Three Reasons You Need a Small Group, Too
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Three Reasons You Need a Small Group, Too

Small-group ministry leaders can’t just talk about life in small groups—we need to be experiencing it ourselves.
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“I’m so busy with ministry, I don’t want to add another evening obligation to my schedule.”

Yes, life is busy, and we must make wise decisions about what we commit to. Just as we ask people in our congregation to make room for a group, would you take a closer look at your calendar and see if there is something on the schedule that can be moved to make space for a group? Maybe you can meet every other week, or invite the group into something you are already doing. For example, when our kids were young, we would go to a local diner for a simple dinner after Saturday night services. Since we were eating anyway, we invited a couple families to come along and that became our small group. Over time, we added more families and expanded to add Bible study, worship, playdates, and game nights. One key to managing the additional time commitment is to look for people who already overlap into other relational spheres of your life (e.g., work, school, neighborhood, recreation). This increases your points of contact and makes it easier to build friendships.

Healthy for Your Soul

We were created for deep relationships with God and with others. Yet, many of us—even in relational ministries like small groups—lack the close circle of friends who support us, encourage us, serve us, and hold us accountable. We need to let a few trusted people get close enough to see us as we are—to help us know the truth about who we are, who God is, and what he is calling us to become. Every person in vocational ministry needs a safe, relational space where they can step out of the leader/pastor/minister role and just be themselves. As we well know, significant relationships do not develop without intentional investment of time, energy, and vulnerability. We need to be willing to risk letting group members see the “real” person behind the role in humble, appropriate ways.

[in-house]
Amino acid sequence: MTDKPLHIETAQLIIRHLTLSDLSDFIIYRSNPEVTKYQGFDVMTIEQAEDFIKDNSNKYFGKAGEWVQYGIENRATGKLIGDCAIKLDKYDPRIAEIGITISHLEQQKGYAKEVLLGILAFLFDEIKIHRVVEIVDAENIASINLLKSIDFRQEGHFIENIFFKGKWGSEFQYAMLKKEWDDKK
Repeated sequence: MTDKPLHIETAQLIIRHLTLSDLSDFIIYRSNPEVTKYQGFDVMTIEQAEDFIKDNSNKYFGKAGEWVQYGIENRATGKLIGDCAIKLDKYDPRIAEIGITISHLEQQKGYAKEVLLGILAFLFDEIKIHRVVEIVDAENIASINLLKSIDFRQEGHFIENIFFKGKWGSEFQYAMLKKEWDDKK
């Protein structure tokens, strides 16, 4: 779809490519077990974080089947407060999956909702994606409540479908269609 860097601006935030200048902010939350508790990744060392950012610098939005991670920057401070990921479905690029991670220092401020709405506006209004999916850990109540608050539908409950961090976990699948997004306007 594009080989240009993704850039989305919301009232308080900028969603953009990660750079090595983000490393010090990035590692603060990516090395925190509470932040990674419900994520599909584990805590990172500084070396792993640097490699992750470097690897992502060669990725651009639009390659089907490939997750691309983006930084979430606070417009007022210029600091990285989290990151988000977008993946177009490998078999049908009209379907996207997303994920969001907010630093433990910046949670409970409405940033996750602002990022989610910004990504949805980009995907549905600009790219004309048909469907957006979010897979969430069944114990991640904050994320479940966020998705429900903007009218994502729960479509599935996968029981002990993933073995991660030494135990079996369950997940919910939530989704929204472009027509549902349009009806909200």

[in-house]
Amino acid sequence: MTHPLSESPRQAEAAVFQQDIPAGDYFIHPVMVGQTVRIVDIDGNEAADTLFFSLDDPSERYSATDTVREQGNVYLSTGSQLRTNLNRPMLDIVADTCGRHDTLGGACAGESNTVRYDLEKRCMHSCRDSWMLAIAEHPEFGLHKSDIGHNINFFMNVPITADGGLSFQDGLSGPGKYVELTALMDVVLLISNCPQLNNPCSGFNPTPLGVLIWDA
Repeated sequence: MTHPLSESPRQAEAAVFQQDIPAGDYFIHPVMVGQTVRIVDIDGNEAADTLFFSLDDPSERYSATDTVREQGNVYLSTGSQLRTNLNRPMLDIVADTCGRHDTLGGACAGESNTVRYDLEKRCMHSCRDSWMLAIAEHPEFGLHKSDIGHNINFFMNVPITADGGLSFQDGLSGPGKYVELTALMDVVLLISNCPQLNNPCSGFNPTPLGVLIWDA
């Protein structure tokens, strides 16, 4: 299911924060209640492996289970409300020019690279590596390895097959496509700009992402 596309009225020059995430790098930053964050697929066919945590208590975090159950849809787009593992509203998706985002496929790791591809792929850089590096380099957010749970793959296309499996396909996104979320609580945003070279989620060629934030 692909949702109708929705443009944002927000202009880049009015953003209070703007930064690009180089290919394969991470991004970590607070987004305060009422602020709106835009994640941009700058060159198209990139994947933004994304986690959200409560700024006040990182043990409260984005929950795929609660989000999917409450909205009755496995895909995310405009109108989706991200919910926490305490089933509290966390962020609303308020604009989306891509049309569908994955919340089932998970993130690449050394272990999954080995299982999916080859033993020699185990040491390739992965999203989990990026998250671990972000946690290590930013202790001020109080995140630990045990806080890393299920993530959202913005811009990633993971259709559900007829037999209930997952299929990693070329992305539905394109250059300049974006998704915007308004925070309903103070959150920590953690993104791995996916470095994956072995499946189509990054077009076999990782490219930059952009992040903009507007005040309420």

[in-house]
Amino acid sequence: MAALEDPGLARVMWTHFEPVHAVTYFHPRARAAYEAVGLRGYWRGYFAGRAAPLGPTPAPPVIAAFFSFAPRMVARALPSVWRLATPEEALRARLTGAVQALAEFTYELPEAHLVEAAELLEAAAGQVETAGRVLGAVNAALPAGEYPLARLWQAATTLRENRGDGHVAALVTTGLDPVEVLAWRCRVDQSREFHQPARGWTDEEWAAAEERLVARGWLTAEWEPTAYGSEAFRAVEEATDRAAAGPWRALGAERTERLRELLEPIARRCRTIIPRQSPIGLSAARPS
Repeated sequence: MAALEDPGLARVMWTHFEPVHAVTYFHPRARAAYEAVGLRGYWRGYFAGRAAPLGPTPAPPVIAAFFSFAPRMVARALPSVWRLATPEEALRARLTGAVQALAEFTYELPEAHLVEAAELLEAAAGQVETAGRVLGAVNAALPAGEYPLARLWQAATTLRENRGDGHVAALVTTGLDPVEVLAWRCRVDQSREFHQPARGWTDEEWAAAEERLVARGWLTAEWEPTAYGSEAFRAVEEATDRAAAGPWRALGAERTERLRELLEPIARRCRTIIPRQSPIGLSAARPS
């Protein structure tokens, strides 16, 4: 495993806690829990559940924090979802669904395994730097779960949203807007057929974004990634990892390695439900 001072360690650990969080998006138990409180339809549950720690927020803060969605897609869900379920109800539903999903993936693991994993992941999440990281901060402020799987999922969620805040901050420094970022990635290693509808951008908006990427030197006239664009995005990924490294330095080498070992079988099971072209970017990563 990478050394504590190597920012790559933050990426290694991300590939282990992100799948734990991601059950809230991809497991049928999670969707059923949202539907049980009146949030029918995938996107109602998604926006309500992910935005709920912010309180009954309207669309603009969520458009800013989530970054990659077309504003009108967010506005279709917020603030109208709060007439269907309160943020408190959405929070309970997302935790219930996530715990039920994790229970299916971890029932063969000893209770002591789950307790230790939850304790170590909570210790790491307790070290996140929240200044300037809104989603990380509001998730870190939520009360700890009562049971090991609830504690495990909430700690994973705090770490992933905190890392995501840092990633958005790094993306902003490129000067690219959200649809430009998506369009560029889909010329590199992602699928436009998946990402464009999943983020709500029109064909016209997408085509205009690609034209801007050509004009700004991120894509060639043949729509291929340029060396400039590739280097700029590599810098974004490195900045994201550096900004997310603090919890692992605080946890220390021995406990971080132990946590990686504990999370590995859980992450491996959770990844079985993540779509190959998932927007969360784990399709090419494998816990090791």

Sometimes, the people in the group will not let us drop the “role,” and it may become another place where we stay in ministry mode. If that is the case, I encourage you to be clear and set expectations early of what you would like for the group to be for you. I’ve been in groups where people initially kept turning to me to ask for my “expert” opinion, or joke about how we had to be the “perfect group” because I was in it. I’ve had to be open, clear, and honest with those groups and say (often more than once) something like this:

Hey, I may lead in this ministry and may know a lot about groups, but I’m here for the same reason you are. I need a safe place where I can voice my fears, struggles, and joys. Just like you, I want a group where God will work in and through each one of us to help us grow more like Jesus. So, please don’t ask me about church politics, policies, or the “inside scoop.” I may share prayer requests related to the church, but part of how you can bless me and our church is by giving me a safe, supportive space where I can just be myself.

It has been invaluable for me, our marriage, and our family to meet regularly with people who care about me—not as a staff member, but as a sister in Christ, wife, mom, and friend. Being in a small groups has also provided consistent support for my ministry through prayer, and a confidential space to wrestle through challenging work situations in an appropriate manner. One thing that may be helpful in releasing expectations from yourself and others is to choose not to be the leader of your group. As a ministry point leader, you are probably used to being the leader in the room and comfortable in that role. By not being the designated leader, you may be able to relax more—and enjoy learning to submit to another’s authority.

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